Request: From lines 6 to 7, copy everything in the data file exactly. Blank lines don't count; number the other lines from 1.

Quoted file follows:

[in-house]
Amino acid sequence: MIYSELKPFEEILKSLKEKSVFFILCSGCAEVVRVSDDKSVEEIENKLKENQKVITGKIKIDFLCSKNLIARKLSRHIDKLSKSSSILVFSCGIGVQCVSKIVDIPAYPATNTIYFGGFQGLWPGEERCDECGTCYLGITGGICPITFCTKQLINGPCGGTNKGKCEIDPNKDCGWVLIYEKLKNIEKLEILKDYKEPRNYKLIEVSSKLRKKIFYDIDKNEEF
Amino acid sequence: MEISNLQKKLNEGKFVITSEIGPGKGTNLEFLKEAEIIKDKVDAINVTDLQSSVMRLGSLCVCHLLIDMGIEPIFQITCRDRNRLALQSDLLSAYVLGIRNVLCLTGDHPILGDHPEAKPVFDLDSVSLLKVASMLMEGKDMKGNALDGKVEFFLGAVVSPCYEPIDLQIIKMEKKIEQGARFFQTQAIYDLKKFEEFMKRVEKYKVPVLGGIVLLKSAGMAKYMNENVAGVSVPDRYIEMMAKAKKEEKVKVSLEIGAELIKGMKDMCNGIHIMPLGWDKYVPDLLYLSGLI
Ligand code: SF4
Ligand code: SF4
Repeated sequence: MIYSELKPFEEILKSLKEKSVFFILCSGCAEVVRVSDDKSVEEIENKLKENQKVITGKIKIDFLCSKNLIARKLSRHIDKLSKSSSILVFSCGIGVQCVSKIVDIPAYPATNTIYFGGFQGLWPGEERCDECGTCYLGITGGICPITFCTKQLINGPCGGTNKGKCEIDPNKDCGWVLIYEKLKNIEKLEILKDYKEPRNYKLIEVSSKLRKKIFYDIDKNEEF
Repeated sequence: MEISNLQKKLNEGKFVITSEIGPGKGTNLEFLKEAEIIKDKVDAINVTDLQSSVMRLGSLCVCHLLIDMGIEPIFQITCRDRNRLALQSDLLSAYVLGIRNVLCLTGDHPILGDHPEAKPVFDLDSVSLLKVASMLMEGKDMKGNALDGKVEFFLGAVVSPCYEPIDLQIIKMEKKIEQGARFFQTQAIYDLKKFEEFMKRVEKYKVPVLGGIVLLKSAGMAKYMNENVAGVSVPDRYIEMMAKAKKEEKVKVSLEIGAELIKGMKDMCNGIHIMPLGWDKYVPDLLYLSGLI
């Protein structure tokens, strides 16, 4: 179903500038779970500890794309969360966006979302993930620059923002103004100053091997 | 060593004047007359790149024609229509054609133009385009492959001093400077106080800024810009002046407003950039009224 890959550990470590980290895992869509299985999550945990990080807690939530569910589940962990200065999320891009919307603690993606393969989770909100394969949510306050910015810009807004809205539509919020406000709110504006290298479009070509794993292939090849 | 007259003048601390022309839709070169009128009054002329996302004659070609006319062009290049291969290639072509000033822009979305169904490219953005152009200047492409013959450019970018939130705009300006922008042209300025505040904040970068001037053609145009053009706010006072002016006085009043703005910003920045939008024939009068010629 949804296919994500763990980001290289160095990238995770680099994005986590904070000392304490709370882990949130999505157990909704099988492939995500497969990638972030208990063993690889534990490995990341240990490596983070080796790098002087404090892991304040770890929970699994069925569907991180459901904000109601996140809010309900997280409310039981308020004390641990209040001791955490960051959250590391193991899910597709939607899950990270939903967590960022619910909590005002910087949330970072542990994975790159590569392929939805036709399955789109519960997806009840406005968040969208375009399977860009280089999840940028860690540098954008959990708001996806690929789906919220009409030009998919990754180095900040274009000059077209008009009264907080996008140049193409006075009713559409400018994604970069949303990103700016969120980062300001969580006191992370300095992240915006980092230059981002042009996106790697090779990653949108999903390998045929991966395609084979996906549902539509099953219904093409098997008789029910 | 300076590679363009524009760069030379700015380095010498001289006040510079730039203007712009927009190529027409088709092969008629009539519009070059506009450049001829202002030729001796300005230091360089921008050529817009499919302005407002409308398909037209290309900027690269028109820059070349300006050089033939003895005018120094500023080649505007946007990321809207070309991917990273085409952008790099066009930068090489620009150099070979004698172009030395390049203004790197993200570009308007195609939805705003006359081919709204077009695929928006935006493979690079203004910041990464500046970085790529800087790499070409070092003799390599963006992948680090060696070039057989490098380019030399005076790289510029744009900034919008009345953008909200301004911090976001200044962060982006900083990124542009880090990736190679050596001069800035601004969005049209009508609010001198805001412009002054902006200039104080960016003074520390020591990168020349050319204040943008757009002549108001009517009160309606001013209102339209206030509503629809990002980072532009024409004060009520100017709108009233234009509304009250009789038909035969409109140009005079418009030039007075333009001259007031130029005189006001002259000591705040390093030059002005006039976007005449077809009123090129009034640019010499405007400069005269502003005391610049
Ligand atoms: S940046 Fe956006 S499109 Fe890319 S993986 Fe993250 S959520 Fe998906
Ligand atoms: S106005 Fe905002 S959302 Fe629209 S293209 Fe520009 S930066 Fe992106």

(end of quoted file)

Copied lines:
Repeated sequence: MIYSELKPFEEILKSLKEKSVFFILCSGCAEVVRVSDDKSVEEIENKLKENQKVITGKIKIDFLCSKNLIARKLSRHIDKLSKSSSILVFSCGIGVQCVSKIVDIPAYPATNTIYFGGFQGLWPGEERCDECGTCYLGITGGICPITFCTKQLINGPCGGTNKGKCEIDPNKDCGWVLIYEKLKNIEKLEILKDYKEPRNYKLIEVSSKLRKKIFYDIDKNEEF
Repeated sequence: MEISNLQKKLNEGKFVITSEIGPGKGTNLEFLKEAEIIKDKVDAINVTDLQSSVMRLGSLCVCHLLIDMGIEPIFQITCRDRNRLALQSDLLSAYVLGIRNVLCLTGDHPILGDHPEAKPVFDLDSVSLLKVASMLMEGKDMKGNALDGKVEFFLGAVVSPCYEPIDLQIIKMEKKIEQGARFFQTQAIYDLKKFEEFMKRVEKYKVPVLGGIVLLKSAGMAKYMNENVAGVSVPDRYIEMMAKAKKEEKVKVSLEIGAELIKGMKDMCNGIHIMPLGWDKYVPDLLYLSGLI